New York Securities Fraud Nets Man a Fine and 5 Years in Prison
In a convoluted New York securities fraud case involving the Credit Suisse Group, Eric Butler has finally been sentenced to 5 years in prison. Butler had originally been convicted of securities fraud in 2009. In January 2010, he was sentenced to 5 years in prison and a fine, but multiple issues, including the overturning of his conviction for securities fraud, have delayed this sentence.
Allegedly, Butler, along with his partner Julian Tzolov, misled investors and claimed that the securities sold to their clients were a safe alternative to money-market funds and bank deposits. They apparently claimed that the securities were backed by guaranteed student loans; however, the securities were actually backed by corporate debt and subprime mortgages. The risks associated with these securities were not disclosed to investors, according to officials.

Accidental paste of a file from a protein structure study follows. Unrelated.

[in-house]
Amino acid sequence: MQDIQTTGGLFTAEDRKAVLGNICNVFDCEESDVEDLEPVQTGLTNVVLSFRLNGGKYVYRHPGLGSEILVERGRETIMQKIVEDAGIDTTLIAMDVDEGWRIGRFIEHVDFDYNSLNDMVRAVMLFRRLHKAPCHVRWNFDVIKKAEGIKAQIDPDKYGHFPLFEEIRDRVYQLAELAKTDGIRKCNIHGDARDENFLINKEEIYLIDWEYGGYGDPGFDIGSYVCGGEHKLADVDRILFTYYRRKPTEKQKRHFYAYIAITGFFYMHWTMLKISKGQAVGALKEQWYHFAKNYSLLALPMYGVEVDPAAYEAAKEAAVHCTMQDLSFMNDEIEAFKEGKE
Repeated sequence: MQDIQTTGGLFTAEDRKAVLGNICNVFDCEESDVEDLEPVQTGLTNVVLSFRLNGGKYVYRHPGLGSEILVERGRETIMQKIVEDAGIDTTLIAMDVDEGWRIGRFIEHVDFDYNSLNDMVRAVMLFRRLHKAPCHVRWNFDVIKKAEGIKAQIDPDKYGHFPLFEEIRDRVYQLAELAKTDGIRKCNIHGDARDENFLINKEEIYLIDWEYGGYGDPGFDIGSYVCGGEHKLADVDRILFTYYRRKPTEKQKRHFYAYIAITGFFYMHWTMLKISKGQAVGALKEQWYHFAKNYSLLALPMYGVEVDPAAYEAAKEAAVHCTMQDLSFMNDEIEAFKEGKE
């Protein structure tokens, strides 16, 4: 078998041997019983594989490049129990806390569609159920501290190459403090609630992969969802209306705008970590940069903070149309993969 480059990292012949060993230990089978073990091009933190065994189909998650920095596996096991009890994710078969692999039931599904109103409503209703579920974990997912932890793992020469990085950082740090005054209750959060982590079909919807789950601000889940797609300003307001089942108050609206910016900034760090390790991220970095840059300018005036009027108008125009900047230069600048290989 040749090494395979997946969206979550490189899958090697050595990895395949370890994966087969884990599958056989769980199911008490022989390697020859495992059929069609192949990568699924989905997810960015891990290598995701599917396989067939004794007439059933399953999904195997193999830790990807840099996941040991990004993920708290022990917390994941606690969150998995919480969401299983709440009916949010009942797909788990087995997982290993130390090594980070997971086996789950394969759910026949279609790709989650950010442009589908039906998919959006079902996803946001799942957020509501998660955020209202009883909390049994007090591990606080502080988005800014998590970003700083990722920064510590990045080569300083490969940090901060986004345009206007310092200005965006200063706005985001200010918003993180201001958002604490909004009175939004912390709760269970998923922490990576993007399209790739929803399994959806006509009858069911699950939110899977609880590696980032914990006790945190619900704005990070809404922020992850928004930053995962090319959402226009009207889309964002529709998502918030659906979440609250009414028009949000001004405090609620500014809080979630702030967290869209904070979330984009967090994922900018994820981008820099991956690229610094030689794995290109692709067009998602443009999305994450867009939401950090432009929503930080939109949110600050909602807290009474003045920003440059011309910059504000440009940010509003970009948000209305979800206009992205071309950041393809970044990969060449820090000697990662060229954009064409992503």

Earlier this year, the Manhattan federal appeals court overturned Butler's conviction for securities fraud. This was done because it is believed that he should have been tried in Manhattan instead of Brooklyn, since that is where Credit Suisse conducted business. Although the conspiracy charges were upheld at that time, the securities fraud, wire fraud, and mail fraud counts were moved to Manhattan, and Butler consented. Butler pled guilty to the securities fraud count on August 23rd.
Butler will report to prison in New Jersey on September 9th.
The securities fraud attorneys with Meyer Wilson represent victims of investment fraud nationwide in stockbroker mediation, arbitration, and litigation.